When you get your monthly electric bill, there can sometimes be a little sticker shock when you see how much all the appliance usage can add up to. And with increasing energy costs and environmental concerns pushed to the front burner, many homeowners are looking for ways to lower their usage.

Over the last decade or so, energy-efficient options have become widely available for everything from washing machines to light bulbs and furnaces. Manufacturers understand the needs of consumers, and they’re embracing newer technologies to lower energy consumption. But how many old appliances are still hanging around your home and drawing excessive electricity?


Common Culprits of High Electric Usage

Take a look around your home and evaluate these common appliances based on the age of the model, its energy-efficiency ratings, and its use in your home. Keep in mind, even when you don’t frequently use an appliance, it will still draw power when plugged into a circuit. Speaking with a licensed electrician can help determine what appliances are hogs in your home.

One homeowner in a small rural midwestern farming town had an old standup freezer unit from the 1940s that had made it into the 2000s. After their kids and grandkids had grown and moved out, they simply no longer needed that old freezer. They took it to a local recycling center, and the following month when they received their electric bill, they couldn’t believe their eyes. It was a full $100 less than their average monthly bill. The next month, the same thing happened. As this pattern continued, they were forced to acknowledge that their dated freezer had been costing them more than $100 per month or $1200 per year as an energy hog in their home.

Common High Electric Usage Appliances:

  • Heating and Air Conditioning Systems
  • Water Heaters
  • Refrigerators/Freezers
  • Electric Stove/Ovens
  • Dishwashers
  • Washing Machines/Dryers
  • Lighting Fixtures
  • Ceiling Fans
  • Electronics (Computers, TVs, Video Games)
  • Swimming Pools/Hot Tubs

Tips for Reducing Energy Usage

Nearly 46% of your home’s energy consumption comes from heating and cooling systems. Most HVAC systems run two or three times per hour, around the clock. You can reduce your energy consumption by staying on top of routine maintenance and upgrading older models. Other ways to reduce the load that your HVAC system carries are by installing ceiling fans, adjusting your thermostat temperature, and taking a good look at your windows, siding, and doors for energy loss.

Your water heater is another significant source of energy consumption, using up to 14% of your total expenditure. Aside from upgrading to an energy-efficient or solar-powered model, your best bet is to add insulation to your water heater and pipes. Your other household appliances like the refrigerator and electric stove use a similar amount of electricity. Try these tips:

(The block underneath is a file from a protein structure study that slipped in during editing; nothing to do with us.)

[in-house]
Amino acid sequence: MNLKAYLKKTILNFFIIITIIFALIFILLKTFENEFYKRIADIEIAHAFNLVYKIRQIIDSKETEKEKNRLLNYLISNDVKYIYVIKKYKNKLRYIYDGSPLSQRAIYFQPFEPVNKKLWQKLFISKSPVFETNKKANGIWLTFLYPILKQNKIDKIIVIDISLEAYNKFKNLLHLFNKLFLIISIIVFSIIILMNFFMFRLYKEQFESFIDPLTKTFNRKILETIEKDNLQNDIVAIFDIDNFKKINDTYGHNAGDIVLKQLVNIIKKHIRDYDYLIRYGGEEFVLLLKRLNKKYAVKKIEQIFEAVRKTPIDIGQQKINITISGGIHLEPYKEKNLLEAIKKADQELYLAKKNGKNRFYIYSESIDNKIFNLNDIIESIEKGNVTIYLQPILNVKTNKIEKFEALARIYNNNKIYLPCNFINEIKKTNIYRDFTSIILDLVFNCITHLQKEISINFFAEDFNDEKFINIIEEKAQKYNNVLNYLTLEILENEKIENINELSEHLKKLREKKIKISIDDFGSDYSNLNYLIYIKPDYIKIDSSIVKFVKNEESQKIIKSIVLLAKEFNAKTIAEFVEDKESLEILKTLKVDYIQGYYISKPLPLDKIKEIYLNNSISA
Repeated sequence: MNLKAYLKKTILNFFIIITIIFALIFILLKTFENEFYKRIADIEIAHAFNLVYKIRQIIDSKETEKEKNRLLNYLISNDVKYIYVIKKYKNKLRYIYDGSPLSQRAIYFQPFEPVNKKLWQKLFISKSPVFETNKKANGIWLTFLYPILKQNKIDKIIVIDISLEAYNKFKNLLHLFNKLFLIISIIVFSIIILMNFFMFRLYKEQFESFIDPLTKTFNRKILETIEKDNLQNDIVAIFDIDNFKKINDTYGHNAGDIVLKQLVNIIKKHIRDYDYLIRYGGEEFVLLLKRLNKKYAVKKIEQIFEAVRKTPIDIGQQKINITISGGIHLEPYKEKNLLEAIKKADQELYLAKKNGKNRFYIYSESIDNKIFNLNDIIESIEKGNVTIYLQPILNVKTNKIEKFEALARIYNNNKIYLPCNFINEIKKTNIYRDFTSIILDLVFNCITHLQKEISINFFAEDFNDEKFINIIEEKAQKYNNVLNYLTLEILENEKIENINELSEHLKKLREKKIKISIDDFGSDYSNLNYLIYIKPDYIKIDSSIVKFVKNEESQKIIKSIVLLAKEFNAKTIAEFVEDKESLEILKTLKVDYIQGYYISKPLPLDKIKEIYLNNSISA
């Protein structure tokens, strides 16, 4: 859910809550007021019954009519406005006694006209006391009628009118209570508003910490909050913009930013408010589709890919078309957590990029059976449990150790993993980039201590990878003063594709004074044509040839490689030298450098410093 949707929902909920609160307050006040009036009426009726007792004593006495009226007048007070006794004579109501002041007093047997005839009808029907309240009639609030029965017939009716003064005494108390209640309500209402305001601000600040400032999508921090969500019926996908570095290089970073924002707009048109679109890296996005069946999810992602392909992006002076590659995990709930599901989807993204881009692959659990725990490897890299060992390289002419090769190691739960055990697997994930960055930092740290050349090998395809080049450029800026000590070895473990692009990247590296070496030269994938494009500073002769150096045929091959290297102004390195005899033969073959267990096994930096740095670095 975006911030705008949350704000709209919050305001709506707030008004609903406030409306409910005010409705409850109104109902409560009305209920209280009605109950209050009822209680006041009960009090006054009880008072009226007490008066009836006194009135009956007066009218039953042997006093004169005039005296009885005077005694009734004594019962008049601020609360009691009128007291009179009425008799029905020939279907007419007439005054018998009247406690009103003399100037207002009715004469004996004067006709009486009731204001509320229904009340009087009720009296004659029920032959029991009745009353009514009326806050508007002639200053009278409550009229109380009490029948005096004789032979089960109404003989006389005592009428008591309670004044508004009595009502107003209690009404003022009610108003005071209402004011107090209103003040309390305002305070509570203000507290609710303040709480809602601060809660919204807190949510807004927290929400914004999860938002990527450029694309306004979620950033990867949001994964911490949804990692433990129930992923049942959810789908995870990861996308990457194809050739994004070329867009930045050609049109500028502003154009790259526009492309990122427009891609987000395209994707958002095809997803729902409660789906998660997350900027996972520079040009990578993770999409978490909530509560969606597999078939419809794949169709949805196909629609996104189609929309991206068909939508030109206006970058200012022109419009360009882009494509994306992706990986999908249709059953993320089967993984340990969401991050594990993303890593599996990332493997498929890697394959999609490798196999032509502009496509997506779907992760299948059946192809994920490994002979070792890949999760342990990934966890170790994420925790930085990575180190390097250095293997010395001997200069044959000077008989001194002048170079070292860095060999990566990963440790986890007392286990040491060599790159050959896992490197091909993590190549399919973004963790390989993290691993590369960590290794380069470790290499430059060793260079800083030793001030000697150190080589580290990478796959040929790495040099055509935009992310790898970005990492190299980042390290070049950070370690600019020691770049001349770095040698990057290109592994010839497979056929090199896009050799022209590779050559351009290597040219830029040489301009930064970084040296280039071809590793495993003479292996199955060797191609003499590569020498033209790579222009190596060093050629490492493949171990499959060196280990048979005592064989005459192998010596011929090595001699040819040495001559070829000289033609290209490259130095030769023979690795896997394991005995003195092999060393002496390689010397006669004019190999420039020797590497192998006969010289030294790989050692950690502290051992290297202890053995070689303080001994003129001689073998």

• Wash full loads, but don’t overfill your dishwasher, washing machine, or other appliances.
  • Choose smaller appliances and ENERGY STAR-rated models.
  • Unplug smaller appliances that are not regularly used.
  • Don’t use standby or sleep modes on electronics.
  • Use LED light bulbs and natural light when possible.
  • Install motion detectors for outside lights and timers for holiday lights.
  • Practice good habits like turning lights off when you leave a room and the water off while brushing your teeth.

Small Changes Add Up to Big Savings

Homeowners may not realize that they have an energy vampire in their home. After all, you’ve probably been paying a similarly-priced power bill for months or years. And maybe it has gradually increased over time, but rates go up, and there is a lot more technology in our homes today than there was ten years ago. So, these increases are easily explained away.

Chances are, the average homeowner can benefit from modest changes like turning the temperature down on the water heater or thermostat and shave $20 per month off their utility bill. Homeowners that want to get serious about lowering their energy bill can upgrade that water heater to a tankless system and take $70 or $80 off per year. And if you’re all in─updating your entire home to a solar energy system could actually put you in a positive energy state where the electric company pays you for the power you provide to the grid. Of course, this is rare and depends on where you live and how your system is designed, but it’s possible.

Author Bio

Bobby Lynn, the owner of Livewire Electrical, is a fully licensed electrician in Charlotte, NC. Bobby is insured for both residential and commercial electrical projects and has over 20 years of experience in the industry.